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Capability Needs Statement (CNS)

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Reference Source: DODI 5000.87 Glossary


Capability Needs Statement: A high-level capture of mission deficiencies, or enhancements to existing operational capabilities, features, interoperability needs, legacy interfaces and other attributes that provides enough information to define various software solutions as they relate to the overall threat environment.


Reference Source: DODI 5000.87 Section 3.2


The planning phase will be guided by a draft CNS developed by the operational community. The sponsor will approve the CNS before the execution phase starts.


  • The program office and related stakeholders will actively engage users throughout the software lifecycle to understand their mission deficiencies, required enhancements to existing operational capabilities, cybersecurity requirements, features, interoperability needs, legacy interfaces, intelligence needs, threat intelligence, and other desired attributes.
  • All required capabilities in the CNS should be prioritized to effectively guide the software development.
  • Periodic review of the CNS should occur at least as often as each value assessment to determine if updates are warranted.

The sponsor will oversee development of a draft CNS to support the initiation of a software acquisition and use of this pathway. The CNS should be clear and concise. Programs using the embedded path will align the CNS with the requirements documents of the system(s) the software will be embedded.


Each DoD Component will create streamlined requirements processes to develop, coordinate, and approve the CNS commensurate with the size, scope, risks, threats, and urgency of need. The Joint Staff will determine if joint equities are involved and will execute an expedited joint validation process if necessary. Insights gained during the planning phase will be incorporated into the CNS before approval. The PM will actively engage with the sponsor during the CNS development to ensure operational and technical feasibility. The sponsor will approve the CNS before entry into the execution phase. Approval of the CNS should be delegated to the lowest level practical based on the size, risk, complexity, and interdependency
of the software needs.


Current acquisition programs with approved JCIDS documents that transition to the software acquisition pathway may continue to use them as the basis of requirements or develop a CNS to capture current, software-unique needs. The sponsor will periodically update the CNS throughout development as required to reflect the current high-level operational needs for the software solution. The sponsor will submit the approved CNS document into the DoD Knowledge Management and Decision Support system for awareness and archival.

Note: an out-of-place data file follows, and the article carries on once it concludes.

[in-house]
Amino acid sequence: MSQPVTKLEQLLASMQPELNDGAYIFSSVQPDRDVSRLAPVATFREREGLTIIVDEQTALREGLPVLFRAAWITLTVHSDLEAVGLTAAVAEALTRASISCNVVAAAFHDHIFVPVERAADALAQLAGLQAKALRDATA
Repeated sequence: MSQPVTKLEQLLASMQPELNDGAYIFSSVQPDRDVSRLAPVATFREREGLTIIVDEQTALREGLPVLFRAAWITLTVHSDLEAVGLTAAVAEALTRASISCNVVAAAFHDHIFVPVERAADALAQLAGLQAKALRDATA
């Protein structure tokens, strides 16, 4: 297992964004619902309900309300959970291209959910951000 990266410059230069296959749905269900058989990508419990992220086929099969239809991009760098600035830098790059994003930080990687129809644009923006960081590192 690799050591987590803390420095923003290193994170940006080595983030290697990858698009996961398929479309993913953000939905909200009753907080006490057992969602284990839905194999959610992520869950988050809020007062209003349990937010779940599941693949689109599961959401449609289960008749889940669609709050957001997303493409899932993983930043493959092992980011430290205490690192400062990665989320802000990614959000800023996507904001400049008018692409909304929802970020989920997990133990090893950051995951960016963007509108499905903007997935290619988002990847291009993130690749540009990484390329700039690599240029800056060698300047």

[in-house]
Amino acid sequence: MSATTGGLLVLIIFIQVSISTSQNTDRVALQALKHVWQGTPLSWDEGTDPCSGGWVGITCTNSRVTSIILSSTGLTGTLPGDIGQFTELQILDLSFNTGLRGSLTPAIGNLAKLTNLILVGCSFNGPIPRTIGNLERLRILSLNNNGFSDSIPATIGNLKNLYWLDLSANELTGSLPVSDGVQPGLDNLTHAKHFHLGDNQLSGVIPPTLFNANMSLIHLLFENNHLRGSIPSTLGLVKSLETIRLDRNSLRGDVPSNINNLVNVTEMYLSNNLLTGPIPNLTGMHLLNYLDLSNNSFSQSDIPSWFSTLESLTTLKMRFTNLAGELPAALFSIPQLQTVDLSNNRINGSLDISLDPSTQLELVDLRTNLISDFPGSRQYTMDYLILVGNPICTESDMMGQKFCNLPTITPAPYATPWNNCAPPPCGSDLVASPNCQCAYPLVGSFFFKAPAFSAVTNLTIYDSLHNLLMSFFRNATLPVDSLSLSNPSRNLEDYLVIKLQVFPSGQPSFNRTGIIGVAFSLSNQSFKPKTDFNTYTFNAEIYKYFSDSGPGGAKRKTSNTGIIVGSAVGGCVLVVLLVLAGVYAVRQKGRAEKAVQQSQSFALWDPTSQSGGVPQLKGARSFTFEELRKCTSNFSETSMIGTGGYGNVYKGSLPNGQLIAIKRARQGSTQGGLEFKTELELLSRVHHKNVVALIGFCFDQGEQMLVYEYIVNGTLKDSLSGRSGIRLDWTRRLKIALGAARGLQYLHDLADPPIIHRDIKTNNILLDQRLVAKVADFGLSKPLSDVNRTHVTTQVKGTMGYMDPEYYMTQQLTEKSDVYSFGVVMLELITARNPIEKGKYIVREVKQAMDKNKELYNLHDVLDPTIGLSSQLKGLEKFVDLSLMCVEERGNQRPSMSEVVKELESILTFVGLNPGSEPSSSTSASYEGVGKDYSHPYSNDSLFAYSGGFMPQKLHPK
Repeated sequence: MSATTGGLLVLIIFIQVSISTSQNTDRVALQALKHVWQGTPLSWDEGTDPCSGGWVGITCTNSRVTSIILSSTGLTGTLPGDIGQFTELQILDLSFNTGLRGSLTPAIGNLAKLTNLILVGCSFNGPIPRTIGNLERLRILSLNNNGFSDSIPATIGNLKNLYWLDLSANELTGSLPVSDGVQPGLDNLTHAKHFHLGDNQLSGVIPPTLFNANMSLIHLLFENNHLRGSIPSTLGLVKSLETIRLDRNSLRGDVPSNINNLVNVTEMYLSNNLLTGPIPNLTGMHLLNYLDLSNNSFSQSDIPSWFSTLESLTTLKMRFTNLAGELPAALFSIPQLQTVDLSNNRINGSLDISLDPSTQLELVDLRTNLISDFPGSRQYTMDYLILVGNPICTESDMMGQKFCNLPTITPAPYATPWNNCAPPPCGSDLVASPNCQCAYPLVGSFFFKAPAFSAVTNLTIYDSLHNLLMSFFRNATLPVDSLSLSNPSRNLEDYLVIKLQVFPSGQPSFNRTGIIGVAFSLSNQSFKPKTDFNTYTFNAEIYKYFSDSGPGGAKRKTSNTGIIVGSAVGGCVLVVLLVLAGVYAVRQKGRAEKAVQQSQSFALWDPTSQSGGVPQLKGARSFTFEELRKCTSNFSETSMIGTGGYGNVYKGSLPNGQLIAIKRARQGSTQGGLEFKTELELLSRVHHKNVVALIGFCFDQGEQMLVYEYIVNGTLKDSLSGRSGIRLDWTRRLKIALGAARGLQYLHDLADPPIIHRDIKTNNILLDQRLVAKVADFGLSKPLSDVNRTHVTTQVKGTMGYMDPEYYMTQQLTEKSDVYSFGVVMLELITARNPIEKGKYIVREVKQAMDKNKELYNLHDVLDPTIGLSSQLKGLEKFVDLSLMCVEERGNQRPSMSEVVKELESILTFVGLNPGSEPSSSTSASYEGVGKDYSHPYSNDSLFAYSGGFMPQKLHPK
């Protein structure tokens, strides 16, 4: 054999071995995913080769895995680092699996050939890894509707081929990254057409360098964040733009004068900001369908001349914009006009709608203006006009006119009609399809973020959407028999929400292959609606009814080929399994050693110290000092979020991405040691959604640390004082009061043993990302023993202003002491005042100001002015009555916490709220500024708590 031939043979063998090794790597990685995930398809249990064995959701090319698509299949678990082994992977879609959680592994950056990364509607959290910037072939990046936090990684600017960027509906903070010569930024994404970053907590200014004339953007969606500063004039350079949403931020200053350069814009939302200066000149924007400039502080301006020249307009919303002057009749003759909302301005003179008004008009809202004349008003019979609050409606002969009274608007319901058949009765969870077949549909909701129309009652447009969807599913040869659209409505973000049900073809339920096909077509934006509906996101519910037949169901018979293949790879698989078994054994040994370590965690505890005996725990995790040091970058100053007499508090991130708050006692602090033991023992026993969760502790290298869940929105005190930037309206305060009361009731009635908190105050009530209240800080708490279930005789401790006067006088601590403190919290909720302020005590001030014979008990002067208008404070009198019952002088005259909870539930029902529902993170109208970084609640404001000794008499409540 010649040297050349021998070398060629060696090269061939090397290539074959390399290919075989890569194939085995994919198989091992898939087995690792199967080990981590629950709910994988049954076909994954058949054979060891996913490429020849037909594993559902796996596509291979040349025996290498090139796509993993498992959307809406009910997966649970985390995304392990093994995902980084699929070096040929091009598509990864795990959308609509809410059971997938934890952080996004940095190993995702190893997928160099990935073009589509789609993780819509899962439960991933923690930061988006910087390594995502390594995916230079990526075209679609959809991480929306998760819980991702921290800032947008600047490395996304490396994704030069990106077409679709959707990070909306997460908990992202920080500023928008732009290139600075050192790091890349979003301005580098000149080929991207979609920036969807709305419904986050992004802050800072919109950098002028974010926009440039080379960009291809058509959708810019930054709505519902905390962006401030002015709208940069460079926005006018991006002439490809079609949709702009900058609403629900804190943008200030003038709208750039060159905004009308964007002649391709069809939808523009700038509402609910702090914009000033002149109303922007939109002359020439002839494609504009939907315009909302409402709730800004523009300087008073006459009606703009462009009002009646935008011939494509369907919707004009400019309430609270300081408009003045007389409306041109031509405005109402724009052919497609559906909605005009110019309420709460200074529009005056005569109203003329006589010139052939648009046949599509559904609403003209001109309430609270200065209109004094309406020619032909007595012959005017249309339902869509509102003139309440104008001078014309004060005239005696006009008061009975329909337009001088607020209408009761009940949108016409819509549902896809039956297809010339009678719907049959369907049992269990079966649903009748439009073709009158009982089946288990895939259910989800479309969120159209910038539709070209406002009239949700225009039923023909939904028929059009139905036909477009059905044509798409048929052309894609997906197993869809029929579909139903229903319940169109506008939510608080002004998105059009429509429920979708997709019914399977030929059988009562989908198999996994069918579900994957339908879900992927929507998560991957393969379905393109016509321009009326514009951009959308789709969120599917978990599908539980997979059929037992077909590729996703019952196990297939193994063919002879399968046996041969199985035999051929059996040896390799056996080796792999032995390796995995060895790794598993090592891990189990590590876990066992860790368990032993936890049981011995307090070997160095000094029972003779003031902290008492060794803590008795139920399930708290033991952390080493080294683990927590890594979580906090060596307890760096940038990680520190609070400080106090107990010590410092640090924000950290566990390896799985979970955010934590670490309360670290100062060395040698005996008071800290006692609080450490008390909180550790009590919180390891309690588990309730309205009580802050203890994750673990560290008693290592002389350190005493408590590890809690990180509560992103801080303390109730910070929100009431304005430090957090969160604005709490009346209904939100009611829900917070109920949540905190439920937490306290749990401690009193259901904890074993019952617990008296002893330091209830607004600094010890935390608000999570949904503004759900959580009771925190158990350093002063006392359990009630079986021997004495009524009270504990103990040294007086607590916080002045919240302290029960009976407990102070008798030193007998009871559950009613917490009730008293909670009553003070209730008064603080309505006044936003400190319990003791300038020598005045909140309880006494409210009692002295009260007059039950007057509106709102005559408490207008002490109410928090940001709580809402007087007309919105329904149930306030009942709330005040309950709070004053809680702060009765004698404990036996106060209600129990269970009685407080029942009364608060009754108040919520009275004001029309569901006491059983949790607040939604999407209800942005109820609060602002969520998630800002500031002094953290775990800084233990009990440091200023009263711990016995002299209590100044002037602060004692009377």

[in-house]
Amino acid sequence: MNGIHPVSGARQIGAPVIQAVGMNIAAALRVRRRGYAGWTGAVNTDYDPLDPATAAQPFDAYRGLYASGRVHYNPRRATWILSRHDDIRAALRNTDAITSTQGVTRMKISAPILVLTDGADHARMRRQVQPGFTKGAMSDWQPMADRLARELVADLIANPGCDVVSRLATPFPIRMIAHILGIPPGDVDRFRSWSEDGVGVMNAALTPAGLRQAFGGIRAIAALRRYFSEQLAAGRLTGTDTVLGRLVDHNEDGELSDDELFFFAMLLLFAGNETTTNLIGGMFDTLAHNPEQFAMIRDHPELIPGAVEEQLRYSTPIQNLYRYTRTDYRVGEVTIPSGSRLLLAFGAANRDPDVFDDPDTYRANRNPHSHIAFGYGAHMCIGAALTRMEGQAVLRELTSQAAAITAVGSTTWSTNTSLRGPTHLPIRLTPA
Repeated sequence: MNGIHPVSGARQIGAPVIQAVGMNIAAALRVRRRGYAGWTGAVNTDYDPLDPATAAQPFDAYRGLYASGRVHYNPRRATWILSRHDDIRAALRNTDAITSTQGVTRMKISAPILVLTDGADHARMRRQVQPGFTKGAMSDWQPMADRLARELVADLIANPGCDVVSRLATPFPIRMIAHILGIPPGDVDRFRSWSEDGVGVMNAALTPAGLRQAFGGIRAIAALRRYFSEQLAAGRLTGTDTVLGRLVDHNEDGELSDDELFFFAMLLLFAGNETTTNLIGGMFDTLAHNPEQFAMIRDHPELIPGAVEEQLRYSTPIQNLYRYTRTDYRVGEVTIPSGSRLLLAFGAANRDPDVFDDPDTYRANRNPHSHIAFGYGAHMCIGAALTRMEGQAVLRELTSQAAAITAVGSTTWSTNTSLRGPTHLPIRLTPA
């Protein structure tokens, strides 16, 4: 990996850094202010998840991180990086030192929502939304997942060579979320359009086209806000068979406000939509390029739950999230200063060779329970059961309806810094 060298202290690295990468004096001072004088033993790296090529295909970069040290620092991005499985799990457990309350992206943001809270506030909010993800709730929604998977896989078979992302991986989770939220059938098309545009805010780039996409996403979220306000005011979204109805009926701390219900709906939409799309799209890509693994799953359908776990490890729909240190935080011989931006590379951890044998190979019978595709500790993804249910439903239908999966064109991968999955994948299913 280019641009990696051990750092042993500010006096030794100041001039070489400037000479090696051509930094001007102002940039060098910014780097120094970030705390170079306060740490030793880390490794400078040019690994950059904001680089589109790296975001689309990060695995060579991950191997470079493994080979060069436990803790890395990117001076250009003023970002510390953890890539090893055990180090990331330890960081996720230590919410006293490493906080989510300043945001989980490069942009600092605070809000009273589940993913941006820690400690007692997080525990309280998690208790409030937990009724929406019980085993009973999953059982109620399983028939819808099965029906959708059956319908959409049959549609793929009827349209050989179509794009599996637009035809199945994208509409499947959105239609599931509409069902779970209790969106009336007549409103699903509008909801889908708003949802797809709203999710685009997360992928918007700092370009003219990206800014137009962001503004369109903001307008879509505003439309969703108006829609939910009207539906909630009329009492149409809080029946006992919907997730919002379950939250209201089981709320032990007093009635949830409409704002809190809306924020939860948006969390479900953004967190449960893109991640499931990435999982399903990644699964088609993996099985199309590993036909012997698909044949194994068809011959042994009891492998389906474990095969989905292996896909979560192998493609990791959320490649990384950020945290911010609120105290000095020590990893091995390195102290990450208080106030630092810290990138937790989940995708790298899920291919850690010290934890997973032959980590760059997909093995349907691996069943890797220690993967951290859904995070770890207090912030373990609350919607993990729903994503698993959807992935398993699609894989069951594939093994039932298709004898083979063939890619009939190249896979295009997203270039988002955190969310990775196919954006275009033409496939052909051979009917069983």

CNS Guidance

Reference Source: USD(A&S) Guidance

A CNS should be high-level while providing enough information to define the software solution, considering the threat environment. The CNS is designed to capture high-level needs, similar to an Initial Capabilities Document (ICD) from JICDS, while providing greater speed and flexibility than the Information Systems ICD (IS-ICD) as part of the JCIDS IT Box model. As noted in the software policy and FY20 NDAA Section 800, “programs using the software pathway are not subject to JCIDS, but must be prudent in capturing users’ needs, priorities, and environment.”

A Sponsor drafts a CNS to justify initiating a software acquisition. DoD Components define the level of coordination and approval of a Draft CNS. During the Planning Phase the CNS is finalized and approved via streamlined Component processes. Per the policy, it is critical that DoD Components design streamlined processes based on the unique aspects of modern software development (speed, flexible scope, smaller/frequent deliveries, continuous iteration with users) and not subject software programs to legacy processes designed for large weapon systems (slower, predefined and locked-in scope/requirements, big-bang one-time delivery, and design for long system lifespans). The CNS aligns key themes from JCIDS, TechFAR, and modern software development methods.

Key Contents of a Capability Needs Statement

  • Related Program(s) or Requirements Document(s)
  • Executive Summary